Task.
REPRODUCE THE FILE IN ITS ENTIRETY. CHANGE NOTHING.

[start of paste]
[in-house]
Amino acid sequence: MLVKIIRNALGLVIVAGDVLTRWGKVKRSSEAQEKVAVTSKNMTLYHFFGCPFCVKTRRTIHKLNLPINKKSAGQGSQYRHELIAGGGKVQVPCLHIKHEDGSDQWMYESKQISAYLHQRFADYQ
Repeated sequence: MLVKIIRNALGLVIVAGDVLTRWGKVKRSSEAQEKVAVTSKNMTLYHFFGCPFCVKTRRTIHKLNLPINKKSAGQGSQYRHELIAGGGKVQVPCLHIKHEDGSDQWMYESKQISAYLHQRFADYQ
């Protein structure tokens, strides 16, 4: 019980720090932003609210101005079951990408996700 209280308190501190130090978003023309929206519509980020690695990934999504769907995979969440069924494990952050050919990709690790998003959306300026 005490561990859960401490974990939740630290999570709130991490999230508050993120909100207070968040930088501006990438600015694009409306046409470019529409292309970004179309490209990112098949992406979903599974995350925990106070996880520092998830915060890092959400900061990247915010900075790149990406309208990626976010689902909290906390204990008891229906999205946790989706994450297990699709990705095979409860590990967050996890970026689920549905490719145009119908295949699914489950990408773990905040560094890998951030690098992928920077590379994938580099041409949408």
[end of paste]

[in-house]
Amino acid sequence: MLVKIIRNALGLVIVAGDVLTRWGKVKRSSEAQEKVAVTSKNMTLYHFFGCPFCVKTRRTIHKLNLPINKKSAGQGSQYRHELIAGGGKVQVPCLHIKHEDGSDQWMYESKQISAYLHQRFADYQ
Repeated sequence: MLVKIIRNALGLVIVAGDVLTRWGKVKRSSEAQEKVAVTSKNMTLYHFFGCPFCVKTRRTIHKLNLPINKKSAGQGSQYRHELIAGGGKVQVPCLHIKHEDGSDQWMYESKQISAYLHQRFADYQ
């Protein structure tokens, strides 16, 4: 019980720090932003609210101005079951990408996700 209280308190501190130090978003023309929206519509980020690695990934999504769907995979969440069924494990952050050919990709690790998003959306300026 005490561990859960401490974990939740630290999570709130991490999230508050993120909100207070968040930088501006990438600015694009409306046409470019529409292309970004179309490209990112098949992406979903599974995350925990106070996880520092998830915060890092959400900061990247915010900075790149990406309208990626976010689902909290906390204990008891229906999205946790989706994450297990699709990705095979409860590990967050996890970026689920549905490719145009119908295949699914489950990408773990905040560094890998951030690098992928920077590379994938580099041409949408």